February 3, 2020 | Tools + Technology

APR and APY: What Do They Mean and Why Are They Important?

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APR and APY: What Do They Mean and Why Are They Important?

Quorum

Feb 03 2020, 01:41pm


Whether you’re borrowing money or saving it, the interest rate matters. Interest, put simply, is the cost of temporarily using money belonging to someone else. When you lend money, you earn interest, and when you borrow, you pay it.

Of course, you want to pay the lowest interest—or get the most out of your investment. But the interest rate doesn’t tell the whole story. When comparing rates for loans, credit cards, savings products—or any financial product—it’s important to delve a little deeper.

Meet APR and APY. Short for Annual Percentage Rate and Annual Percentage Yield, these represent the true cost of borrowing or the real return on your investment.

APR: The Basics

The APR tells you the amount of interest you’ll pay on borrowed money, from mortgages to credit cards to car loans, over a one-year period. The APR starts with the interest rate, and adds on account points, loan costs and additional fees.

Therefore, your APR generally is higher than your interest rate. And the higher the APR, the more money you will pay in interest each year. As with APY, financial institutions are required to list the APR for consumers to review, so that they can, in a sense, allow you to compare apples to apples.

The APR varies by the type of credit account. An APR for a mortgage loan could have closing costs wrapped into it. A credit card can have more than one APR as well, depending on whether you use your line of credit for everyday purchases or cash advances, for example.

Your lender can tell you what factors have been included in the APR when you borrow money.

Tip: When shopping for a mortgage, compare the APRs between loan options and terms. A 15-year mortgage will almost always offer a lower APR than a 30-year mortgage.

APY: The Basics

APY is the amount of interest you earn on money you deposit into savings or money market accounts, or put into a term account (also known as a CD, or certificate of deposit), over the course of a year. As with the APR, the interest rate is just the starting point. How often interest is compounded is also figured into the APY.

 

If you are considering two or more accounts for your savings, it pays to compare the APY on each for the full picture on how much your money can earn over a year.

What is the significance of the APY? In its simplest form, the higher the APY, the more money you earn. If you have $25,000 invested in a one-year term account with a 2.86% APY, at the end of the year, you will have earned $715. With a 2.50% APY, your return would be $625.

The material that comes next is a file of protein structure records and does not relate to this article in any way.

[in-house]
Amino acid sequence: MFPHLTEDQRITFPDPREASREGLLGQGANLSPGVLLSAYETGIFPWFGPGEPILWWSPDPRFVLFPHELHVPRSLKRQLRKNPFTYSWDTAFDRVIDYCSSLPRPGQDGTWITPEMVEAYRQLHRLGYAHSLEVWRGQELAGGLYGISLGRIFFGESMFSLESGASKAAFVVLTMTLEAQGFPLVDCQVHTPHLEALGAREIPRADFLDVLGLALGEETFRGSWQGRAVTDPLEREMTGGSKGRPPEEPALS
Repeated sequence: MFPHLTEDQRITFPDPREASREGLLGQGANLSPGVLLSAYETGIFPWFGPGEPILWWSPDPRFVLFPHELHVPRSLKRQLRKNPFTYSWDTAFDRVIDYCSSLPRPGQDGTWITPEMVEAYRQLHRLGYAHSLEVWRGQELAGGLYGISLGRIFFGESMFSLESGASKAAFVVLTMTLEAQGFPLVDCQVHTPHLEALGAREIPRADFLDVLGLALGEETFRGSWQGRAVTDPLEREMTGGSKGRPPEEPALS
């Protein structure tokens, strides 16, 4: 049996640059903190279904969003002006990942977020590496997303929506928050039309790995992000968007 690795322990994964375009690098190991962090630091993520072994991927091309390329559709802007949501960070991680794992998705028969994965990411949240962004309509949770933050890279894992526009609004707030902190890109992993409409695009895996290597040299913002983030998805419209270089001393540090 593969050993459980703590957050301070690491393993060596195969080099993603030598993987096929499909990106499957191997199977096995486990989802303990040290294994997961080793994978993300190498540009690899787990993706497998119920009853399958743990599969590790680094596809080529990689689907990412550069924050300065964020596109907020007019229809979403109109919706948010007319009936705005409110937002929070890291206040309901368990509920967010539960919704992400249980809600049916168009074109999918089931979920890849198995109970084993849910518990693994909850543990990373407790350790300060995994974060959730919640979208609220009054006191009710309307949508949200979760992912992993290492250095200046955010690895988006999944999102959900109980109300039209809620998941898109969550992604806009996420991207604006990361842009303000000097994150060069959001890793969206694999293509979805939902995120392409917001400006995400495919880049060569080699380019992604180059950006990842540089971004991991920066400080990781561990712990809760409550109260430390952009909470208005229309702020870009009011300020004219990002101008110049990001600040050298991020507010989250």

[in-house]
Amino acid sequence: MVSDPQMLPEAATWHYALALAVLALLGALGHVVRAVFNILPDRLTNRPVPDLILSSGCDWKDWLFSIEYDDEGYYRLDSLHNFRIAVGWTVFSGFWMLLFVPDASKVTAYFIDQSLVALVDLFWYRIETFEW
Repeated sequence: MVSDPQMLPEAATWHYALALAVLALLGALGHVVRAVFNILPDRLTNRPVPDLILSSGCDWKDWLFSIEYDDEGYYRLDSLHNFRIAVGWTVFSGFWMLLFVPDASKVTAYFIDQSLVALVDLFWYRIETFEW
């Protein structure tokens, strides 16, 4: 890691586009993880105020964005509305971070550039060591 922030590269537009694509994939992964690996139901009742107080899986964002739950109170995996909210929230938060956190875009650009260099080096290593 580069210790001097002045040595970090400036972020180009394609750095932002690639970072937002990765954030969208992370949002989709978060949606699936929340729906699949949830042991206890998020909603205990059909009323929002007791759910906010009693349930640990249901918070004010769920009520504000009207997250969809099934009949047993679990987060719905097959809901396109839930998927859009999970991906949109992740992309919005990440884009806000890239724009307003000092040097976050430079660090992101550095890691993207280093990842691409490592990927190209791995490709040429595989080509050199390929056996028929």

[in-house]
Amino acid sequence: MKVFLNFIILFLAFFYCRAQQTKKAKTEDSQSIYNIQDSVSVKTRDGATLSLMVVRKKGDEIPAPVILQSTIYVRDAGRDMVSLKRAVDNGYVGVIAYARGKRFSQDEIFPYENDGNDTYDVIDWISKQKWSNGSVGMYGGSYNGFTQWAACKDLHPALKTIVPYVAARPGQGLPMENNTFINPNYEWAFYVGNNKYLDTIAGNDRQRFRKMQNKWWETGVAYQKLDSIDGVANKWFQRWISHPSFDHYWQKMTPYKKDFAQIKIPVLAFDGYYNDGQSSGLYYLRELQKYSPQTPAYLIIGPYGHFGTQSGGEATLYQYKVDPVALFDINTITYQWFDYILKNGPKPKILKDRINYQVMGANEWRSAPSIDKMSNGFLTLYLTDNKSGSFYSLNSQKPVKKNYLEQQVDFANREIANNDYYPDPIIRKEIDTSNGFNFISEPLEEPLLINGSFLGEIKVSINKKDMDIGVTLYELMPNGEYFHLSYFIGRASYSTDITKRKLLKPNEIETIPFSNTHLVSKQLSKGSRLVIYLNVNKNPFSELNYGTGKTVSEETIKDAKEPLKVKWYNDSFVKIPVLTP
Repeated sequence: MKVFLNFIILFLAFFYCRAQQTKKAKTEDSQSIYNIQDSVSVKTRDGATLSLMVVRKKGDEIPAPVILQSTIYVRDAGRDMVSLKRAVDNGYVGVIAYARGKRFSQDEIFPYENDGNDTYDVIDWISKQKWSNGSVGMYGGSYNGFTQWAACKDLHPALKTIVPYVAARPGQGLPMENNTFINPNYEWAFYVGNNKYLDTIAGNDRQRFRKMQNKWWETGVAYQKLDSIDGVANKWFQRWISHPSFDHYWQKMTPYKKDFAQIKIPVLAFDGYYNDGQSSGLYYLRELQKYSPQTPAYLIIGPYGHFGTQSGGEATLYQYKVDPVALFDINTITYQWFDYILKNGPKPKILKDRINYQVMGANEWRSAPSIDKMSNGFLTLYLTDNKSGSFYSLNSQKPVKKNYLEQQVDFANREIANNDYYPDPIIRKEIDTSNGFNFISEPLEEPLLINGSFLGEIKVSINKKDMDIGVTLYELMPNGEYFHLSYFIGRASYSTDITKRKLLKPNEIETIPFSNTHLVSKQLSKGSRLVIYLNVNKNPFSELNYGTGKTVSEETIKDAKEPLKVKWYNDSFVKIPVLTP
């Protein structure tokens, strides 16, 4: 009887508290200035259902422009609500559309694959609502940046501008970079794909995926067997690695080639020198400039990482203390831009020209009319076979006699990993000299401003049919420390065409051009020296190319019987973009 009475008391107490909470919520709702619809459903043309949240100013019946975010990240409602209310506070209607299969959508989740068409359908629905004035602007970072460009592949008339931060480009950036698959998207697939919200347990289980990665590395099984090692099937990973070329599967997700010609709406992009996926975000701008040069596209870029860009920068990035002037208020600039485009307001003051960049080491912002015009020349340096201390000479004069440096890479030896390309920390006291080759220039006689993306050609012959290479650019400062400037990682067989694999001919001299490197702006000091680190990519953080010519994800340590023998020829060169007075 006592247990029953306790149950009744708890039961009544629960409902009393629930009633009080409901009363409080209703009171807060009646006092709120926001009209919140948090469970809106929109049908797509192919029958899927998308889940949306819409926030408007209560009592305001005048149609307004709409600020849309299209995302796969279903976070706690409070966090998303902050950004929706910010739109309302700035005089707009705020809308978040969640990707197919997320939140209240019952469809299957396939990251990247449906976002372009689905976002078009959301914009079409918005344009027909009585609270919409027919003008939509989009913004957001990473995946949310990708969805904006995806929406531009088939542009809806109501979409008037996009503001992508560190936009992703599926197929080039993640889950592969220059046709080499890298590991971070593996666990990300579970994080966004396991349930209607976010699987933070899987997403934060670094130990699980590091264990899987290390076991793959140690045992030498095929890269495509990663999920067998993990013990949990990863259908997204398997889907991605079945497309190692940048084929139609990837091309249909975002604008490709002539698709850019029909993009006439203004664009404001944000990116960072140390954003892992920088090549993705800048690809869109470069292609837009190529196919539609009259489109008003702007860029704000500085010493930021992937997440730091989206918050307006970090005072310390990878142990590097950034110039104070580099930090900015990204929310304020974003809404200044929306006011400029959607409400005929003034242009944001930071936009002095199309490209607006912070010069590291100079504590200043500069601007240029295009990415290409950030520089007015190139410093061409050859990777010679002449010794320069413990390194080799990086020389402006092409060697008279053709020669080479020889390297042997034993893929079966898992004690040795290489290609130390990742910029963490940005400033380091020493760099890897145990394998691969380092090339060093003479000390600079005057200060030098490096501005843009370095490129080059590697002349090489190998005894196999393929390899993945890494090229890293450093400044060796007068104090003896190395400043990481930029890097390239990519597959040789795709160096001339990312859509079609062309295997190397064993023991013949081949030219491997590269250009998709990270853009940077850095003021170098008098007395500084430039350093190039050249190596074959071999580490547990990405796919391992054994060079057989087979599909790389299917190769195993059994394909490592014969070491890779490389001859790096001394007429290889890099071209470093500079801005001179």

You may see a higher APY on accounts that have a higher minimum deposit and a longer commitment for how long you must keep the money in the account. Be sure to familiarize yourself with the terms and conditions of any account you open. 

Compounding Interest

Let’s take a closer look at compounding interest.

Compound interest simply means earning interest on interest. When interest compounds daily, your interest is broken into 365 smaller payments. When it compounds monthly, it is paid in 12 payments. If interest is compounded daily, interest added on Tuesday will earn interest on Wednesday, and then the new amount will earn interest on Thursday—and so on. If interest is added monthly, the interest earned for a specific month will be paid once each month.

 

While it is true that the more often interest is compounded, the more you stand to earn, it’s important to remember that when looking at APY, you are looking at the annual yield, not the rate. That means, when you see a savings account that advertises 2.00% APY, you will have earned 2.00% on your balance by year end, whether it is compounded daily or monthly: APY is the equalizer and allows you to compare apples to apples.

Now, let’s look at credit cards and compounding interest. The APR on a credit card is irrelevant if you pay off your card balance each month within the issuer’s grace period, which typically is 28 to 31 days.

If you can’t pay off your card balance each month, the interest charges can accrue quickly. Credit cards use your average daily balance when they assess interest, so every day that you owe money to the credit card issuer will affect the interest you pay each month.

If you make only the minimum payment each month, the amount of interest you’re paying means it could take months—even years, depending on the balance—even if you make no other charges.

Tip: Pay your credit card bill as early in the month as you can if you carry a balance. Waiting until the date it is due means you will pay higher interest. And once you’ve made the minimum payment for the month, making an extra payment will help to lower the average daily balance. Take that $20 you saved by using coupons buying groceries and put it toward your credit card. You will notice a difference in interest payments at the end of the month by using both of the strategies.

APR and APY can seem like a complex topic, but it has a simple bottom line: The higher the APR, the more you’ll pay; the higher the APY, the more you’ll earn. Your choice of a loan, credit card or savings account could impact your finances for years to come.

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